Mediterranean Flatbreads: A Guide & 3 Recipes
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When one mentions Mediterranean foods, what are the first things that come to your mind? I know, it’s probably something like pizza, olive oil, fish, and a plethora of seafood. These thoughts appear rightfully so since the previously mentioned foods are delicious and worthy mentions of this region’s cuisine. But, today we would like to talk about one unfairly overlooked and amazing food item – the flatbread.
About Mediterranean Flatbreads
If you’re thinking about hard, dry, bland crackers, then I assure you that you couldn’t be further from the truth. We’re talking about soft and flavorful, handmade breads topped with a series of different condiments and ingredients.
Flatbreads are present in many Mediterranean cooking traditions, and we’ll mention a few examples. The Greek pitas are used as wraps for delicious meats, and North African mana’eesh is usually topped with cheese or lamb. Italian airy Foccacia is rich with olives, sprinkled with herbs, or can even be made into a sweet version with fruits. For those who love juicy and rich toppings, we would recommend the French pissaladiere which is packed with caramelized onions and anchovies.
As you can see, the styles and culinary uses of flatbreads can greatly vary, meaning that they can be an ideal side dish for a number of main courses, the main course by themselves, or delicious starters and snacks.
Since there is so much diversity in case of this food item, we decided to handpick the best Mediterranean flatbread recipes in our humble opinion. Each of these come from a different country and have different flavors, so there’s no better advice than to try them all out and see which suits you the most!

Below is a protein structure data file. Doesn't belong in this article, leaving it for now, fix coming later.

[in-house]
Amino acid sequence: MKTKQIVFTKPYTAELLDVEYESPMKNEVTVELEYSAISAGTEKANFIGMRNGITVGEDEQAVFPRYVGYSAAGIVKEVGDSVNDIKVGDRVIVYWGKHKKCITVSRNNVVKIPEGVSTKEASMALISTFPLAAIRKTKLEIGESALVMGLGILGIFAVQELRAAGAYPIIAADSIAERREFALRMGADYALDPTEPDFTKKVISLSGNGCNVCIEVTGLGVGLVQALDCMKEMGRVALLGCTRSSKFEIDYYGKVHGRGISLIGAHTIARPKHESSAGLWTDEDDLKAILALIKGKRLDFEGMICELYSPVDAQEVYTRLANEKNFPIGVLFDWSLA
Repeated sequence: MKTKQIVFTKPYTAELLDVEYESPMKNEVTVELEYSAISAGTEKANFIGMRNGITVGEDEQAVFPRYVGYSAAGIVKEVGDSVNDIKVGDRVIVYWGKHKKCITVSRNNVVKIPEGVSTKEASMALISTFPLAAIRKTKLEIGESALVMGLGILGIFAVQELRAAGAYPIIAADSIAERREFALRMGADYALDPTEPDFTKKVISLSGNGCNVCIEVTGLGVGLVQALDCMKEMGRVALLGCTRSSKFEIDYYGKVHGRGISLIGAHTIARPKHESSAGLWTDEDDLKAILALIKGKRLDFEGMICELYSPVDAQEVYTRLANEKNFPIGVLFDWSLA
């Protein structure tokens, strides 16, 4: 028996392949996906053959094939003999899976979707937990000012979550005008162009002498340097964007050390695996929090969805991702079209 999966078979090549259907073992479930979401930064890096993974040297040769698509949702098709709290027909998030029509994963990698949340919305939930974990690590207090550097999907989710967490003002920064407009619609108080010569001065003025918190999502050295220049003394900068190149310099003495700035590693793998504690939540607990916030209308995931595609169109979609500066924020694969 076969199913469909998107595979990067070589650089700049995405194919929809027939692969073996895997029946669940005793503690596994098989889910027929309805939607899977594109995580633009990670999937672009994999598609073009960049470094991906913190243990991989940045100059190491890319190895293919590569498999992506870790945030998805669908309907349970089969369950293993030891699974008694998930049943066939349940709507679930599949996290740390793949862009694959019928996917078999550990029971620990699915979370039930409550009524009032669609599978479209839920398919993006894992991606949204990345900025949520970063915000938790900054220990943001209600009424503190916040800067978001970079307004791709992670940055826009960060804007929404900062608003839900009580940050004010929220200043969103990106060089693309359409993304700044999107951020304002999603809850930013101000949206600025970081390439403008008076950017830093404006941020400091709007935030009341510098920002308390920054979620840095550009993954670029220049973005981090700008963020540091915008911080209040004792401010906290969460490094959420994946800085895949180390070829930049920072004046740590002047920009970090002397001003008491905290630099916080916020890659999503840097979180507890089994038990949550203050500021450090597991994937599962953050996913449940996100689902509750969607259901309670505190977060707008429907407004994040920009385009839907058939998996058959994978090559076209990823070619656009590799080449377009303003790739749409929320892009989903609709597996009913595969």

1. Focaccia Olive Flatbread
Focaccia Olive Flatbread
- 450 grams of flour
- 260 milliliters of warm water
- 2 teaspoons of baker’s yeast
- 2 tablespoons of olive oil
- 2 teaspoons of salt
- 1 jar of pitted olives
- Place the flour and the yeast in a large bowl. Make a well (a hole in the middle of the flour), then add water, oil, and salt, and start mixing the flour in using your fingertips. When you form the dough, start kneading it and continue to do so for about 15-20 minutes.
- Chop the pitted olives and add them to the dough. After that, mix it again, form it into a ball, and let it sit covered in a warm place for about 40 minutes.
- After the dough has rested, start pushing the air out with the palms of your hands.
- Spread a little bit of flour over your working surface and place the dough on it. Using a rolling pin spread the dough to about 1 cm thickness.
- Cover the baking sheet with parchment paper, place the dough on it and let it rest for another 40 minutes.
- Preheat the oven to 420 degrees Fahrenheit.
- Press in little holes with your fingers all over the dough, then pour some olive oil into them and bake for 25-30 minutes.
2. Pita Bread
A rolling pin will make sure your pita bread comes out flat, but if you don’t have a rolling pin, there are plenty of rolling pin substitutes you could use instead.
- 230 milliliters of warm water
- 2 teaspoons of active dry yeast
- 360 grams of flour
- 2 teaspoons of salt
- 2 teaspoons of olive oil
- Pour water in a bowl, add yeast to it, and wait until it dissolves (approximately 5 minutes).
- Add 300 grams of flour, salt and olive oil to the mixture, and mix it until you get a dough.
- Take a little bit of the remaining 60g of flour and sprinkle it over your working surface.
- Start kneading the dough and add flour whenever you need to stop the dough sticking to your hands. Remember to add extra flour sparingly, since it is better to add too little than too much of it in this case. Knead for about 5 minutes.